When you hear stories about women becoming surrogates, it usually goes something like, “I knew someone who struggled with infertility, and I knew right then that I needed to help someone who couldn’t have a baby.”
That’s not how my story began at all.
I met my husband, Kyle, when my son was about six years old. I had been a teen mom, Kyle was a step-kid three times over, and we both agreed early on that we were not interested in having any more children.
We got married in 2008 and poured all our love and energy into raising our one kiddo and growing our careers. I graduated college that same year and landed my first teaching job, right smack in the middle of the Great Recession.
I had been teaching high school English for about five years, with no raises due to a wage freeze, and my husband had started a thriving IT business that was steadily growing. We were working as hard as we could, and although we had done everything “right,” life kept getting more expensive, and my life-long dream of owning my own home kept moving farther and farther out of reach.
After our third landlord in three years notified us that she was selling our home and we would need to move again, I decided it was time to get creative. The wife of one of my husband’s former coworkers had shared her surrogacy journey via Facebook and although I followed her story with interest, it hadn’t been something I thought I’d do.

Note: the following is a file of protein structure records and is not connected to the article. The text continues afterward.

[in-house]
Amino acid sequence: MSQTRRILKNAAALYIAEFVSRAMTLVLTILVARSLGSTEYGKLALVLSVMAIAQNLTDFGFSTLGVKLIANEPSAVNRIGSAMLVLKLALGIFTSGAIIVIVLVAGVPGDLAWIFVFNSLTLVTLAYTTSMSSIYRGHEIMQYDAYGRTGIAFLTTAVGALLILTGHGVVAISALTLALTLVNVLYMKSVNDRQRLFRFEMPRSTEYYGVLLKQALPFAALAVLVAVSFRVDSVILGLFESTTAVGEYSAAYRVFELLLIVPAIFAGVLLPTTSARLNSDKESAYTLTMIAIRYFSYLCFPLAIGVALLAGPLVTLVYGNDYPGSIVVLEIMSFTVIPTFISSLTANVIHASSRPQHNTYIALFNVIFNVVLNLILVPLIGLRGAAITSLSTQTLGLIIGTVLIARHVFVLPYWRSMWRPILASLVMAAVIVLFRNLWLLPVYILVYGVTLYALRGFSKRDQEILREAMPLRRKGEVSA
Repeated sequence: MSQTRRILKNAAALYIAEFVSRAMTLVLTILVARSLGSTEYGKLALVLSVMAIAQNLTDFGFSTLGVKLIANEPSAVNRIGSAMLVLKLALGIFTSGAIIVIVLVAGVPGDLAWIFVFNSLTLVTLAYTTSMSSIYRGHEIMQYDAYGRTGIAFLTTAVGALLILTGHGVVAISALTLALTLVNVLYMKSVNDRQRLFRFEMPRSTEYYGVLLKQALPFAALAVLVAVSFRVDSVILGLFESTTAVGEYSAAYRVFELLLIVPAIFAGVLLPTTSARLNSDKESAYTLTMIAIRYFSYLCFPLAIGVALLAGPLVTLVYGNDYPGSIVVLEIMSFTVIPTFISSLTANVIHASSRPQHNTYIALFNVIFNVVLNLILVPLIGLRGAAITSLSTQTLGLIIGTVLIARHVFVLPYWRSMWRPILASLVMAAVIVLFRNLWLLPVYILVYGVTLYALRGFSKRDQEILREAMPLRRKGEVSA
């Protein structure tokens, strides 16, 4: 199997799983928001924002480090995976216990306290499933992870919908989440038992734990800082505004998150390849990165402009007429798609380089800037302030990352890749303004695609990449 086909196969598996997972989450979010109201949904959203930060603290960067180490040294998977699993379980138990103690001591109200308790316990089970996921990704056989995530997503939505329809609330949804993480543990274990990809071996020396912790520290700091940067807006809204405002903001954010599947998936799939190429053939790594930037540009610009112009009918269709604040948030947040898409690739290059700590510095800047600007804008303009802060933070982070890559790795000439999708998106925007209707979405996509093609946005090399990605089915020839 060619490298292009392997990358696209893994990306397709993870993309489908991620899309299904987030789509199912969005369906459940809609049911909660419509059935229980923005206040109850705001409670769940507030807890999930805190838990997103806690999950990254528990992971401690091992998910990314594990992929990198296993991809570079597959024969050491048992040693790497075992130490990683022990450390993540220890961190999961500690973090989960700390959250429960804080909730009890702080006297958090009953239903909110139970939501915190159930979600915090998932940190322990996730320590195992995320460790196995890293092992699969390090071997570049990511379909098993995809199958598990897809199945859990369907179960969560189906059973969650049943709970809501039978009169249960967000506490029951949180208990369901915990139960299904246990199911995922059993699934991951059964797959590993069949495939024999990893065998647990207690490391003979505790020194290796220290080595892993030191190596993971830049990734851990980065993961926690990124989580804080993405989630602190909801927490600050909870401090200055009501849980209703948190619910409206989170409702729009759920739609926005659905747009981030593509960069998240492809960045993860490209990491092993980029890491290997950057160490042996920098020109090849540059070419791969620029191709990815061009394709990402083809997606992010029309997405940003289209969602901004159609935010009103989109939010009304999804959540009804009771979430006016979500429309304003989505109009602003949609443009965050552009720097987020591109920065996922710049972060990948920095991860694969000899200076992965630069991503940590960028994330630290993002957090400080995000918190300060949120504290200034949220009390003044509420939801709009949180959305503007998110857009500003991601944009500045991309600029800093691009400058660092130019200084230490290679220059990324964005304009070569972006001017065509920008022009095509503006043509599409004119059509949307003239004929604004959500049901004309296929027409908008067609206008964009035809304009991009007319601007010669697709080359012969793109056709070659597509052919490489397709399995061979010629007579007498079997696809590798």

My only pregnancy was a traumatic event. I was 16 years old and terrified when I gave birth to my only child in a room crowded with student doctors. I had never felt more vulnerable and violated in my life than during my pregnancy. One can imagine it wasn’t an experience I had any intention to relive.
But when she shared that carousel of photos I can still see in my mind, her smiling happy family moving into their forever home, holding up the keys, jumping into the sparkling pool—it clicked for me. Maybe surrogacy was my path toward finally escaping the rent trap!
The thought of carrying a child for someone else, especially after the trauma I had experienced during
my own pregnancy, seemed an alien concept. Yet, the promise of financial stability and a forever home was too enticing to resist.
Once I made the decision to go for it, the hardest challenge was getting my husband on board. He, you’ll recall, had never even seen me pregnant, and the idea of seeing me pregnant for the first time with someone else’s baby was understandably a weird proposition for him. He had every typical fear that most husbands have when their wives first bring up surrogacy. All the what-ifs — what if I get attached and become horribly depressed and our simple life is ruined, what if I die?